Janet just completed her fourth divorce. She is in her early 30s. Her personal life is in chaos. She has children by three of her former husbands. Janet has struggled with addiction issues over the years including alcohol and drugs. She came from a very difficult family where her parents were alcoholics and often fought with each other. Her uncle sexually abused Janet on more than one occasion when he lived with the family during her early teen years. Janet’s problems with drugs and alcohol began as a teenager. Counseling is a process used to help another person to better handle their problems. When counseling someone you must share mutual trust, respect and understanding. Preferably, counseling is an opportunity to help people perceptively adjust to different situations and help them cope with past experiences.
I selected scenario number two. The personal information I would collect from this client is basic demographic information, personal background such as family, trauma history, history of domestic violence or sexual abuse, marital status, financial situation, health, education, housing status, strengths, resources, and employment. I would also collect family history of mental health problems, client history of mental health problems, any hospitalization, medications, and medication complacent. Gathering this personal information helps me to understand the client’s readiness for change, problem areas weaknesses, and strengths. I would found out in detail the client substance abuse history such as what was the age of first use, primary drug abused and family history of substance use. This information is collected to illuminate the role of substance abuse in maintaining, worsening, and/or interfering with the treatment and therapy. I would also obtain an informed consent from the client.
To counsel this patient effectively I would have to keep an open mind. By remaining open-minded I allow freedom from fixed or preconceived ideas that may hinder the benefits of therapy and affect the outcomes. Enlightenment and knowledge of the outside world is important. Maintaining a dire understanding of how one’s standards, values, assumptions, perceptions, and myths can be projected on clients is imperative to keep in mind. Open-mindedness allows me to accommodate clients’ feelings, attitudes, and behaviors that may be different from my own. It promotes honest communication. Therefore, I don’t have any kind of personal bias counseling this client. Goals for therapy include identify and address the client’s problems. Developing a substance‐free environment.
Help client cope with the emotional distress that the removal of substance abuse can cause. Uses a social‐learning framework to conceptualize drinking and other substance abuse problems. Develop positive reinforcers for abstinence. Enhancing the functioning of the client intimate relationships. Developing effective communication and problem solving skills. Developing relapse prevention skills. Consolidate abstinence by focusing on resolving dysfunctional rules, roles, and alliances such as the sexual abuse and domestic violence from childhood. After sobriety is achieved, deepen intimacy through appropriate expression of suppressed feelings from the sexual abuse. The most important goal of therapy is achieve abstinence from drug and alcohol abuse. This is the most important goal because once sobriety is achieve you can focus on the real problems and issues the client is struggling with that cause her to abuse drugs and alcohol in the first place.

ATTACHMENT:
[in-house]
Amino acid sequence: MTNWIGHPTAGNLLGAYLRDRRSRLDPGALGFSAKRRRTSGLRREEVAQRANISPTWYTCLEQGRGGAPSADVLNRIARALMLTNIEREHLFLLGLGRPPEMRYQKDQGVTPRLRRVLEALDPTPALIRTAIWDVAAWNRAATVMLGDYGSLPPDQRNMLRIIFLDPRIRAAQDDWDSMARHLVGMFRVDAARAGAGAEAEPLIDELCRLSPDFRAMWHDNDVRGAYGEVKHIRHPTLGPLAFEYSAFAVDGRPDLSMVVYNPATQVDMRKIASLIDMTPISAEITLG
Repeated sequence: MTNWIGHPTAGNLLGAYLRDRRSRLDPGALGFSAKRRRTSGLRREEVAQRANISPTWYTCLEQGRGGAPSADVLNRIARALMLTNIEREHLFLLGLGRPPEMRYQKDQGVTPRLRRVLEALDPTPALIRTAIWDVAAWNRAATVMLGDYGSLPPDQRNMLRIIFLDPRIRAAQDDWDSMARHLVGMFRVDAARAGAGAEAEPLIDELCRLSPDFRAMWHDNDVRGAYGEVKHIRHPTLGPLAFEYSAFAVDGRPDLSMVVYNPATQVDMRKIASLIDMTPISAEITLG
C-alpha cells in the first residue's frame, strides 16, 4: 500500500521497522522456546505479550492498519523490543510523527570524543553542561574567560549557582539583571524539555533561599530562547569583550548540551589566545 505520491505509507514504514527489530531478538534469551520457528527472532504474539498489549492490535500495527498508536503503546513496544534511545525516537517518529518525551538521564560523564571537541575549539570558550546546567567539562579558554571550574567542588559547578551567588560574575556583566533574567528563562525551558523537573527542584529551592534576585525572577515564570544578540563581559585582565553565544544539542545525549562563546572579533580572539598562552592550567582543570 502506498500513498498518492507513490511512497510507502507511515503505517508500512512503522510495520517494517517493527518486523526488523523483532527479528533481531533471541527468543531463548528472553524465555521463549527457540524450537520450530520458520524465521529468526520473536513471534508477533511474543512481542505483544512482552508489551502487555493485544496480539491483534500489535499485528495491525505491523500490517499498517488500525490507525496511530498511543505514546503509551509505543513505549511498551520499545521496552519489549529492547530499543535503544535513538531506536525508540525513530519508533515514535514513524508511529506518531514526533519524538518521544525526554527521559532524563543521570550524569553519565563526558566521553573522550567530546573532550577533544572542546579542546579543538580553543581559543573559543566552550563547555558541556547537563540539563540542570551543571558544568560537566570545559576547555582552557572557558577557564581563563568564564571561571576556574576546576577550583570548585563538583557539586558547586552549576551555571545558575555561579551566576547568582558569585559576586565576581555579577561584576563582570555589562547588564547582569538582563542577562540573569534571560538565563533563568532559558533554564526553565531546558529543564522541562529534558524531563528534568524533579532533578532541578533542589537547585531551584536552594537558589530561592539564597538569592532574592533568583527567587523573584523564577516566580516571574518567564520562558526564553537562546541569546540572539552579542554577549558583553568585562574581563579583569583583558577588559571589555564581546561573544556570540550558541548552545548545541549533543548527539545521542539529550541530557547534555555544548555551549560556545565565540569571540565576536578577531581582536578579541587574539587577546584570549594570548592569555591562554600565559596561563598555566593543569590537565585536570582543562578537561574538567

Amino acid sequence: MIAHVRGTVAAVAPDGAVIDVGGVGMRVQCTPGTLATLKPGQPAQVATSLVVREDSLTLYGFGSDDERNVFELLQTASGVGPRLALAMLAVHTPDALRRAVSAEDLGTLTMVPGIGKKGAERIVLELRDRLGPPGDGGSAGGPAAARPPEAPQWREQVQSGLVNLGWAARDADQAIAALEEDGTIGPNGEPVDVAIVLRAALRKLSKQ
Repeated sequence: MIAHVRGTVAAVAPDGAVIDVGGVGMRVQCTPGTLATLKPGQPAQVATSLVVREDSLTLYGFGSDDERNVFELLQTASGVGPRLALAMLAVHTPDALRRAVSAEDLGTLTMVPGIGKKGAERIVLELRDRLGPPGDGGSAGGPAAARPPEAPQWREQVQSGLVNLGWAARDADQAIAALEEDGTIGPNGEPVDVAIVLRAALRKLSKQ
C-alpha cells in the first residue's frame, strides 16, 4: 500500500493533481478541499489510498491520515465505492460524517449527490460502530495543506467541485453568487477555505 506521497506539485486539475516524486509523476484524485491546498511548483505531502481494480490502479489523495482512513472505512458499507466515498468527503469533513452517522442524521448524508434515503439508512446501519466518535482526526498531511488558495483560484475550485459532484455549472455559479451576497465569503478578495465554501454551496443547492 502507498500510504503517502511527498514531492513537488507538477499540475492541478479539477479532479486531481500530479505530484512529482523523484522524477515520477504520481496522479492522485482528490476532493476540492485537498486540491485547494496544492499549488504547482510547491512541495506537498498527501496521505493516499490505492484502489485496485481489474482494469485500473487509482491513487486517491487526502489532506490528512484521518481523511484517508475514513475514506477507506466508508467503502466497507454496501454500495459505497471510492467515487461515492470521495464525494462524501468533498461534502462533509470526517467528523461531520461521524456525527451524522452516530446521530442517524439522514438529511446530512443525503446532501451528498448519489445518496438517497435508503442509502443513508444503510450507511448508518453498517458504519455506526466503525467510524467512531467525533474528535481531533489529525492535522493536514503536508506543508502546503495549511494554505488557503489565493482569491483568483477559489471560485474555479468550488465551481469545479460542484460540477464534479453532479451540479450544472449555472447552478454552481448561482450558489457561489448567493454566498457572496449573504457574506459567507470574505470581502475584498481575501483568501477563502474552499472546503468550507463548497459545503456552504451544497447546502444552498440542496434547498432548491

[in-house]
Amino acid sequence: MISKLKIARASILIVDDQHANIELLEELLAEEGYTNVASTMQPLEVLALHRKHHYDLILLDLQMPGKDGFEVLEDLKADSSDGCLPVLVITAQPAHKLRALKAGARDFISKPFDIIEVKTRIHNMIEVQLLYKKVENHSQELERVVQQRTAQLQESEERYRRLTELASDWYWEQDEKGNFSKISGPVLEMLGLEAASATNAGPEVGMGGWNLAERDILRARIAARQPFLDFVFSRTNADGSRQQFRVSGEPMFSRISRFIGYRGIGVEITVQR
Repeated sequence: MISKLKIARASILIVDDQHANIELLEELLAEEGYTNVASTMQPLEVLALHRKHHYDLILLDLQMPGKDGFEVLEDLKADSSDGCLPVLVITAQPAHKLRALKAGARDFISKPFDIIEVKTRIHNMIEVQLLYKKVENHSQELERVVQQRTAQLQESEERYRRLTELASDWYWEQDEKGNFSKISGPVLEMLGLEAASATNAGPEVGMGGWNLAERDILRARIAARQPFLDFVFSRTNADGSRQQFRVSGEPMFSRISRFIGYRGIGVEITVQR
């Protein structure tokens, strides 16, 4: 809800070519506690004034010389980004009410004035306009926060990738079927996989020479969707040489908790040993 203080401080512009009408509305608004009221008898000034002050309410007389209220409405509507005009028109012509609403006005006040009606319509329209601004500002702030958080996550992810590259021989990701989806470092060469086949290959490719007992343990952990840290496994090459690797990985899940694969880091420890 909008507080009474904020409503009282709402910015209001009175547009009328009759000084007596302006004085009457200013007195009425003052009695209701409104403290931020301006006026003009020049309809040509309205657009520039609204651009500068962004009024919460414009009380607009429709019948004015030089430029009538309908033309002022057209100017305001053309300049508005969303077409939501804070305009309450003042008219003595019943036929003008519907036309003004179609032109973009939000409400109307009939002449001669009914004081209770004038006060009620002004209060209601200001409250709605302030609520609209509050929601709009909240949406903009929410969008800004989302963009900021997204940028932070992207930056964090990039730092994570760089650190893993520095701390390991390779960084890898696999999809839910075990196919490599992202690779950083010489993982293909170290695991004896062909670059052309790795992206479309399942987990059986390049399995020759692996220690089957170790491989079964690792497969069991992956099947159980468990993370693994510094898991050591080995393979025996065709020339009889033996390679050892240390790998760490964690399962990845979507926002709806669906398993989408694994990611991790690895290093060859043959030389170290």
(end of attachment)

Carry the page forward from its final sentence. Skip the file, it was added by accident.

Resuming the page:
Sociocultural theory focus on stressors in social and cultural environment that influence the use of substance use and abuse. This theory is best for this client because it looks at how environmental influences such as socioeconomic status, employment, family norms, and peer expectations have an impact on a person’s substance use and abuse. Treating substance abuse, according to these theories, requires changing a person’s physical and social environment. Other interventions may involve community‐ and faith‐based activities or participation in self‐help groups, all of which can help the client regain hope and connect with other people.
I would schedule a session each week for a month and then I would reassess the therapy and make changes as need by increasing or decreasing the sessions based on the progress the client has made then continue therapy for 3 to 6 months. I would encourage the client to start to attend a 12 step program. The counseling technique I would use is active listening and note taking. The way to measure effectiveness of therapy is to have a written treatment plan that includes clear and define goals and objectives identified by the client. Discuss these goals and objectives throughout the course of therapy to determine progress and completion of treatment. I can also develop an outcome checklists to track therapy progress, effectiveness, and outcomes.
Anderson, C. (2013). Using the Integrated Developmental Model in a Substance Abuse Practicum. Journal of Teaching in The Addictions, 67. Clarke, P. B., & Myers, J. E. (2012). Developmental counseling and therapy: A promising intervention for preventing relapse with substance-abusing clients. Journal of Mental Health Counseling, 308-321. Koehn, C., O’Neill, L., & Sherry, J. (2012). Hope-Focused Interventions in Substance Abuse Counselling. International Journal of Mental Health & Addiction, 441-452.
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